In April 2012, DDG 1002 was named LYNDON B. JOHNSON by Secretary of the Navy Ray Mabus. The selection of Lyndon B. Johnson honors the nation's 36th president and continues the Navy tradition of naming ships after presidents. DDG 1002 start of fabrication took place April 4, 2012.
|Point Of Contact|
Office of Corporate Communication (SEA 00D)
Naval Sea Systems Command
Washington, D.C. 20376
|USS Arleigh Burke (DDG 51), Norfolk, VA|
|USS Barry (DDG 52), Norfolk, VA|
|USS John Paul Jones (DDG 53), San Diego, CA|
|USS Curtis Wilbur (DDG 54), Yokosuka, Japan|
|USS Stout (DDG 55), Norfolk, VA|
|USS John S McCain (DDG 56), Yokosuka, Japan|
|USS Mitscher (DDG 57), Norfolk, VA|
|USS Laboon (DDG 58), Norfolk, VA|
|USS Russell (DDG 59), Pearl Harbor, HI|
|USS Paul Hamilton (DDG 60), Pearl Harbor, HI|
|USS Ramage (DDG 61), Norfolk, VA|
|USS Fitzgerald (DDG 62), Yokosuka, Japan|
|USS Stethem (DDG 63), Yokosuka, Japan|
|USS Carney (DDG 64), Mayport, FL|
|USS Benfold (DDG 65), San Diego, CA|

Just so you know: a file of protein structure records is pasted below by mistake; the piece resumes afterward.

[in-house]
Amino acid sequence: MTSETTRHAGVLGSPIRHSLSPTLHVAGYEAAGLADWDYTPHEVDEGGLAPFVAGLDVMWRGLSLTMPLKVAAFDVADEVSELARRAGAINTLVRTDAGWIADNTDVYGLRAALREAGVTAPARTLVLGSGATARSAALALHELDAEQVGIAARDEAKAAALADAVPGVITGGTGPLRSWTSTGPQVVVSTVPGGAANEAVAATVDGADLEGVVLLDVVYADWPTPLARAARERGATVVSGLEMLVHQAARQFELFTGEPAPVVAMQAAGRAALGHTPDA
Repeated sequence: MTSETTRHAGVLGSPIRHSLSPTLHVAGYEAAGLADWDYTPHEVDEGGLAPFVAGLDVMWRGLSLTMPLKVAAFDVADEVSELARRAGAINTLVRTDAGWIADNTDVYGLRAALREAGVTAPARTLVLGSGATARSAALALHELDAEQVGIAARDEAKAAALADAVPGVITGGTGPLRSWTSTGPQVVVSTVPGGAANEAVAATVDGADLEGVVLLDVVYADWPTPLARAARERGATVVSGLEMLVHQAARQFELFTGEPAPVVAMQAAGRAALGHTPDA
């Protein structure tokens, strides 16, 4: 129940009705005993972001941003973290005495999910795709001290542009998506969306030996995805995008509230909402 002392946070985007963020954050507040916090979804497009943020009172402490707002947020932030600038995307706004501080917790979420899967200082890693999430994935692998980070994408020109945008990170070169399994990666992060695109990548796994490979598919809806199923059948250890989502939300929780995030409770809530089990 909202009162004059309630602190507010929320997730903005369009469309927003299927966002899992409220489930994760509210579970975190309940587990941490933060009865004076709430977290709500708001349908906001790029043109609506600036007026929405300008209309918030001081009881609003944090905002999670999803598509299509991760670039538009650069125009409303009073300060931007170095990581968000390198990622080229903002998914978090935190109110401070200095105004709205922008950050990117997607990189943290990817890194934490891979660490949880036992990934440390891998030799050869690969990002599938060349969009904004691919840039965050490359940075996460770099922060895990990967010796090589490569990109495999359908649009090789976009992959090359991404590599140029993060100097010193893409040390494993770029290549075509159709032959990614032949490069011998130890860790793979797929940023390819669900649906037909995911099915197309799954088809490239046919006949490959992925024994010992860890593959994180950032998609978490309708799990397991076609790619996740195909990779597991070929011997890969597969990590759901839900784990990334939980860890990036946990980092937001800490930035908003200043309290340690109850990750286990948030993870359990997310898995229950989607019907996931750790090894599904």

|USS Gonzalez (DDG 66), Norfolk, VA|
|USS Cole (DDG 67), Norfolk, VA|
|USS The Sullivans (DDG 68), Mayport, FL|
|USS Milius (DDG 69), San Diego, CA|
|USS Hopper (DDG 70), Pearl Harbor, HI|
|USS Ross (DDG 71), Norfolk, VA|
|USS Mahan (DDG 72), Norfolk, VA|
|USS Decatur (DDG 73), San Diego, CA|
|USS McFaul (DDG 74), Norfolk, VA|
|USS Donald Cook (DDG 75), Norfolk, VA|
|USS Higgins (DDG 76), San Diego, CA|
|USS O'kane (DDG 77), Pearl Harbor, HI|
|USS Porter (DDG 78), Norfolk, VA|
|USS Oscar Austin (DDG 79), Norfolk, VA|
|USS Roosevelt (DDG 80), Mayport, FL|
|USS Winston S Churchill (DDG 81), Norfolk, VA|
|USS Lassen (DDG 82), Yokosuka, Japan|
|USS Howard (DDG 83), San Diego, CA|
|USS Bulkeley (DDG 84), Norfolk, VA|
|USS McCampbell (DDG 85), Yokosuka, Japan|
|USS Shoup (DDG 86), Everett, WA|
|USS Mason (DDG 87), Norfolk, VA|
|USS Preble (DDG 88), San Diego, CA|
|USS Mustin (DDG 89), Yokosuka, Japan|
|USS Chafee (DDG 90), Pearl Harbor, HI|
|USS Pinckney (DDG 91), San Diego, CA|
|USS Momsen (DDG 92), Everett, WA|
|USS Chung-Hoon (DDG 93), Pearl Harbor, HI|
|USS Nitze (DDG 94), Norfolk, VA|
|USS James E Williams (DDG 95), Norfolk, VA|
|USS Bainbridge (DDG 96), Norfolk, VA|
|USS Halsey (DDG 97), San Diego, CA|
|USS Forrest Sherman (DDG 98), Norfolk, VA|
|USS Farragut (DDG 99), Mayport, FL|